The following Financial Services practice note provides comprehensive and up to date legal information covering:
This Practice Note provides an introduction to some of the regulatory responsibilities and contractual requirements that firms authorised by the Financial Conduct Authority (FCA) or Prudential Regulation Authority (PRA), or 'principals', have in relation to their appointed representatives (ARs). It discusses such issues as appointing an AR, conducting verification, entering into a contract and the notifications that a principal must make to the FCA in relation to its ARs.
A 'principal' is a firm directly authorised by the FCA and/or the PRA to perform regulated activities under Part 4A of the Financial Services and Markets Act 2000 (FSMA 2000), and which engages a person or firm to conduct some or all of those regulated activities on its behalf. The appointed person may be an AR or a tied agent, but in both cases the principal is responsible for making sure that the AR or the tied agent meets FCA and/or PRA requirements at all times. The requirements a principal must meet in relation to its AR or tied agent are contained in Chapter 12 of the Supervision manual (SUP 12) of the FCA Handbook. For further information on who can become and AR and how, see Practice Note: Appointed representatives, and for tied agents, see Practice Note: Tied agents.
As described in further detail below, where a principal contracts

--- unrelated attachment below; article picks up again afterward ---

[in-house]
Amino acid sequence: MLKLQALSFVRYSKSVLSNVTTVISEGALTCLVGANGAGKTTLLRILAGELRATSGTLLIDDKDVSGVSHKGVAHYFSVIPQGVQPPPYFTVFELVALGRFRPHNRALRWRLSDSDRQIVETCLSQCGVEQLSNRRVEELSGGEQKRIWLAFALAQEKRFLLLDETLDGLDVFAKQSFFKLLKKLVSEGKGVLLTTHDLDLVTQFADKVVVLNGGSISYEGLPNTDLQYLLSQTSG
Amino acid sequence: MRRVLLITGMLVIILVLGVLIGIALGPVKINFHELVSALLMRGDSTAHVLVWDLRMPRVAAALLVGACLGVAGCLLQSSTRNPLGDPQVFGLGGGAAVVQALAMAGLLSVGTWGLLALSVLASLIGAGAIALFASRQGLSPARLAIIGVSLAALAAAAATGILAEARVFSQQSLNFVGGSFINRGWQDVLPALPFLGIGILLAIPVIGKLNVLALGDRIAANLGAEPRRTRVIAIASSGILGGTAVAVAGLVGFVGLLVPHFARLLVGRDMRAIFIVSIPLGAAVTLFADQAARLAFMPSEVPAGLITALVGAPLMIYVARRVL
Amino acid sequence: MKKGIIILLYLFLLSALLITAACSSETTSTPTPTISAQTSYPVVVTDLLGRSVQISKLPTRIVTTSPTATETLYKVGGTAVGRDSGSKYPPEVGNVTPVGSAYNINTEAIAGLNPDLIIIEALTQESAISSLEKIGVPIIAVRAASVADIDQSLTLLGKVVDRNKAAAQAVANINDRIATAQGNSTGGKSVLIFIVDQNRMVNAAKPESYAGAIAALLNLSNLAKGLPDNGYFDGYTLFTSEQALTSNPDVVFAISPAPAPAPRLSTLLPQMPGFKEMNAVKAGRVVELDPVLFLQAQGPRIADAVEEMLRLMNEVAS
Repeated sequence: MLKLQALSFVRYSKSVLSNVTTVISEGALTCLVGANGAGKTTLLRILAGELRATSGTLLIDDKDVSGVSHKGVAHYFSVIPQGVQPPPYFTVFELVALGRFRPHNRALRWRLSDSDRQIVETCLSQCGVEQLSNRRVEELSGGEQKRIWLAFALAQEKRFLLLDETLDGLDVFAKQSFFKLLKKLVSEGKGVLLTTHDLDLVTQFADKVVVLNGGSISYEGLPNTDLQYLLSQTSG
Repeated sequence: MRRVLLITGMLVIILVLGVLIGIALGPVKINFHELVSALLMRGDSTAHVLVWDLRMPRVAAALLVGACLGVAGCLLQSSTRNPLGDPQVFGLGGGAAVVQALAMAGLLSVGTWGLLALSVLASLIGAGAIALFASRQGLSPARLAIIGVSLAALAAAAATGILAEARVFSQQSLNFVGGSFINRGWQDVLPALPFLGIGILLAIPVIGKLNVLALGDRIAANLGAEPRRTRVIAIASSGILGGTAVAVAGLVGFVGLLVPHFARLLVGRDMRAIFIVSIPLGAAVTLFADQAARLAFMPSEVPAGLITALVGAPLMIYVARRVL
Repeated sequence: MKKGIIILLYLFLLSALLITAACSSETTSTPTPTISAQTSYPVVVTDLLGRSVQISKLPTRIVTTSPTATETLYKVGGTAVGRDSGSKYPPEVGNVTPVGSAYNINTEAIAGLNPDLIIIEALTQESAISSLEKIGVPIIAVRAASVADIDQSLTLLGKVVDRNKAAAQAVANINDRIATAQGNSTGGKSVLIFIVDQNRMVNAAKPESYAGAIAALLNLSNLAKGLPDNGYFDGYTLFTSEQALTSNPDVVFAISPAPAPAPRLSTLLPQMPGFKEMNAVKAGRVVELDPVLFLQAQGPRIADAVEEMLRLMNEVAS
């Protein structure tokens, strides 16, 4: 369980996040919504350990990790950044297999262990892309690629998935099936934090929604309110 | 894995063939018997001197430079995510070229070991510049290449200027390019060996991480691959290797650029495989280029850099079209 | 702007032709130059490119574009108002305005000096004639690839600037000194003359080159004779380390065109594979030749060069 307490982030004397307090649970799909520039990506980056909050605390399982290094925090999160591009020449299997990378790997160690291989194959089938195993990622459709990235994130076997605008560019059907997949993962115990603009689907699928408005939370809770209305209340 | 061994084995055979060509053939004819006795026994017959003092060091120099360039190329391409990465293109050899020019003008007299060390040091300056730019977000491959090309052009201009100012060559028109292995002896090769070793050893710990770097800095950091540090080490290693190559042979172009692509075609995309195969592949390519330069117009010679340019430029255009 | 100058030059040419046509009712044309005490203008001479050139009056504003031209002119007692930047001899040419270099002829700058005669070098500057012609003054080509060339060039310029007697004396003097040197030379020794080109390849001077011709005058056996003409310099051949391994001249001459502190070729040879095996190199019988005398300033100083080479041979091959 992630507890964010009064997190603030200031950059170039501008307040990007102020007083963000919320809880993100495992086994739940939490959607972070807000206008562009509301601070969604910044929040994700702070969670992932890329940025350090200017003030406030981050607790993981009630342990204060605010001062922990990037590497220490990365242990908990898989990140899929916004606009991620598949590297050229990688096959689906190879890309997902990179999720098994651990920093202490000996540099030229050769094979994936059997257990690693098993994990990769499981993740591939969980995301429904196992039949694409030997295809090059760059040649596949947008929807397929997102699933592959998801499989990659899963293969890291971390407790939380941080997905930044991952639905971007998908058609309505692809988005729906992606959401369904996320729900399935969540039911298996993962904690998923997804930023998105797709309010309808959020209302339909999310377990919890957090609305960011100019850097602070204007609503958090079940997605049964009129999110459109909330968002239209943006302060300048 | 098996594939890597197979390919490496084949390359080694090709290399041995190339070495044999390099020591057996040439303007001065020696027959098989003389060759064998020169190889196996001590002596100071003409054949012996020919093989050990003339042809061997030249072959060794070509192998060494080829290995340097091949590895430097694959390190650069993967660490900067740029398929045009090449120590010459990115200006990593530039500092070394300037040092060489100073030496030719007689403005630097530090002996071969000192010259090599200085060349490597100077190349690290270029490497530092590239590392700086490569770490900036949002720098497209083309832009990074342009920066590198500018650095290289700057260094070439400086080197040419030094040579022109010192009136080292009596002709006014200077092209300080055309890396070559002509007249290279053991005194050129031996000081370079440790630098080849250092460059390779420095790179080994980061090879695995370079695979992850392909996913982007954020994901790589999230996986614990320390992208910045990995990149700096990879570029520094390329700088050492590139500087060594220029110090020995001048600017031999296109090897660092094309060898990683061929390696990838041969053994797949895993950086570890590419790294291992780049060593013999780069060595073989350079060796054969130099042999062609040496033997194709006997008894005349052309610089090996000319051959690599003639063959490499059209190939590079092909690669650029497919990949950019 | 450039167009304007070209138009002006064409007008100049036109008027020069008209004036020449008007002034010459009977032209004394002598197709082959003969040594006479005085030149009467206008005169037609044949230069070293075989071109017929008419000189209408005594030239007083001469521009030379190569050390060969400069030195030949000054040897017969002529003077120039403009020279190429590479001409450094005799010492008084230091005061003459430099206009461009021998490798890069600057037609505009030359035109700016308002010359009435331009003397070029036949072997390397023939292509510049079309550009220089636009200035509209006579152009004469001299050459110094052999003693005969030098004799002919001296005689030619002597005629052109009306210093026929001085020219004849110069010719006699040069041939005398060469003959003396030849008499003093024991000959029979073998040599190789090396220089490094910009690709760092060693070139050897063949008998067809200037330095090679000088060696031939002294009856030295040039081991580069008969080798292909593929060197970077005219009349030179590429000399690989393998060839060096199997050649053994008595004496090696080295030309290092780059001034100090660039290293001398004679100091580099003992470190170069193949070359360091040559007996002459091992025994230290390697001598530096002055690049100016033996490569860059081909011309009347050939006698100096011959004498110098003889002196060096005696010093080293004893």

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Tipping off and prejudicing an investigationIt would undermine the benefit to the authorities if, a suspicious activity report (SAR) having been made, the alleged offender were to be made aware of the interest in their activities so that they could take steps to cover up their misdeeds or disappear.
Coronavirus (COVID-19): During the current pandemic, legislation and changes to practice and procedure in the courts and tribunals have been introduced, which affect the following:•proceedings for possession•forfeiture of business leases on the grounds of non-payment of rent•a landlord's right to
This Precedent letter covers disclosure obligations under CPR 31. It does not apply to proceedings subject to the disclosure pilot scheme under CPR PD 51U. For guidance on the disclosure pilot scheme, see Practice Note: Business and Property Courts—the disclosure pilot scheme. For a client letter on
Disposal and devolutionThe equity of redemption arises as soon as the mortgage is made. It is an interest in the land which the mortgagor can:•transfer, lease or mortgage inter vivos, or•by will (it passes on intestacy)No cloggingIt is a fundamental principle of a mortgage that there must be no clog
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